How to constructively integrate speculative ideas in your portfolio.
After making several thousand percent on your money in cryptocurrencies, the one thought on your mind is: „How can I do that again?“
Wild feelings are running amok, but recent signs of a bitcoin top may suggest looking elsewhere for crazily volatile speculation.
Bitcoin daily price January 21st 2018 having broken through 9 and 60 day moving averages and posting lower lows and lower highs
Or just maybe you weren’t so lucky (prescient?) and have only been participating in crypto for the last month and are down thousands of dollars? The cryptocurrency rally is quite unique in the way that hardly anyone participated in it – at least before that last leg above $10.000. I don´t know anyone who did myself.
Being a realist, making another thousand percent in Bitcoin from today´s price seems unlikely to you and the argument that the cryptocurrency market looks a tad bubblicious starts to makes sense.
The Uranium Opportunity
Before watching the rest of those profits go down the drain, isn´t the obvious choice to take all your money and put it into Uranium mining stocks for another virtually certain 10x return? Where else in the world is there such a deep value opportunity left?
Even left-for-dead coal mining ETF KOL had it´s 200% run starting in 2016…
Here is the setup:
- The one sign for great value in a commodity: production costs are far higher than the price of Uranium
- Major producers cutting production reducing supply: Cameco and Kazhakstan
- Newly built global nuclear power capacities are set to cause increased demand
- A bombastic breakout into a new uptrend from record low prices in Uranium ETF URA
- A retracement giving a great risk reward trade with a stop loss below all-time lows or the long term moving average
So BUTT (Back up the Truck) as is the conclusion in this hilarious and enlightening post by the macro tourist!
By the way, the virtually exact same setup last year was an utter failure…
But, does it still make sense to take such a trade – apart from the obvious ethical and environmental considerations?
Or is there a risk-controlled way to participate in Bitcoin just in case it does run up again and repeats 2017´s crazy move?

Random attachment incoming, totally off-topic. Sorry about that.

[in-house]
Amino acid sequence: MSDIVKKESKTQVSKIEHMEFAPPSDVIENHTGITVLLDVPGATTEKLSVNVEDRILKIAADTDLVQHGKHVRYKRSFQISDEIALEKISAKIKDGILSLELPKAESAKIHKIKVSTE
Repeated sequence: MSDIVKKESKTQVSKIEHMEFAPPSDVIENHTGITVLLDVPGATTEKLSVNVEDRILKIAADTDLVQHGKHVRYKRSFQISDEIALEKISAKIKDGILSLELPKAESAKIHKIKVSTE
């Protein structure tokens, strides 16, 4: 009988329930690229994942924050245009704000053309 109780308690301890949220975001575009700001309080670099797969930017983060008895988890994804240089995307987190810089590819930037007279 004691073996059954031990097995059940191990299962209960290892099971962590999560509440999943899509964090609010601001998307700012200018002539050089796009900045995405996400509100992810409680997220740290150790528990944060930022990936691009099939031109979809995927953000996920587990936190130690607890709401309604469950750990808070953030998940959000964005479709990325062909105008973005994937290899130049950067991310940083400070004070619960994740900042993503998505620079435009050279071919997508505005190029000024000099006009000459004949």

Maybe a more rational position size than risking everything would be appropriate? Legendary investor Bill Miller, for example, advocates putting a mere 1% of your investment capital into bitcoin. At such a small allocation it won´t matter much even if it goes to zero.
On the other hand how much influence will that position have on your portfolio? Well, hardly any – if your volatile speculation does go up 1000% in a year (which is incredibly rare) your portfolio grows by 10%. That´s hardly the life changing wealth we expect from such a return, rather it´s pretty much the average annual gain from a boring old index fund.
If you judge uranium ETF (URA) as less likely to go to zero as long as nuclear energy is in use (the big risk factor is a new Fukushima type event) you could risk a higher position, let´s say 5%. The return expectation could be based on what a similarly beaten down energy commodity returned recently (100% per year for coal KOL), this would mean a 5% return for the portfolio as a whole.
Again, not something to make us jump into the air with joy and go quit our job.
Investor attention is drawn to highly volatile, extraordinary returns. Often the expected return for speculating on such an asset is overestimated – investors mistakenly extrapolate recent performance into the future. But such superior performance has a relatively small probability of actually materializing as most of the gains have been made before the idea became visible to the mainstream. As much as this over-expectation is true for momentum speculations (“look how much this has gone up, let´s jump on the train and not miss any more of these gains”), it also is for mean reversion (“this thing has gone down so much, it must be the greatest opportunity ever”).
What really matters is the expected risk-adjusted return for each position: the expected return for your speculation divided by its volatility will give an expected Sharpe ratio (the most commonly used measure for risk-adjusted return) for each investment which makes an apples to apples comparison to other investments and even whole strategies possible.
An Unrealistic Example
The hard part is reaching a realistic return expectation for a high conviction speculation, because it just sounds so convincing. Let´s use a highly optimistic guess, that could still possibly come true, as an example:
- Bitcoin: expected return 200%, recent volatility (1 year) 46%, expected Sharpe ratio 4,35 (200/46=4,35)
- Uranium ETF URA: expected return 100%, recent volatility 23%, expected Sharpe ratio 4,35 (100/23=4,35)
- S&P 500: expected return 20%, recent volatility 8%, expected Sharpe ratio 2,5 (20/8=2,5)
Now we can at least judge that hitting a home run in a speculation has better prospects than a great performance of a stock index – the expected risk-adjusted return is the same for both speculations: almost double the S&P´s. The big question that remains, the answer to which is the essence of investing, is: which event is more probable?
Even if this is very uncertain, we can still use the information we gathered (asset volatility) combined with our world view (expected return) to construct a portfolio with some diversification and better position sizing. Let´s assume the probabilities, that we actually reach our return expectations, are equal and returns from our different investments uncorrelated.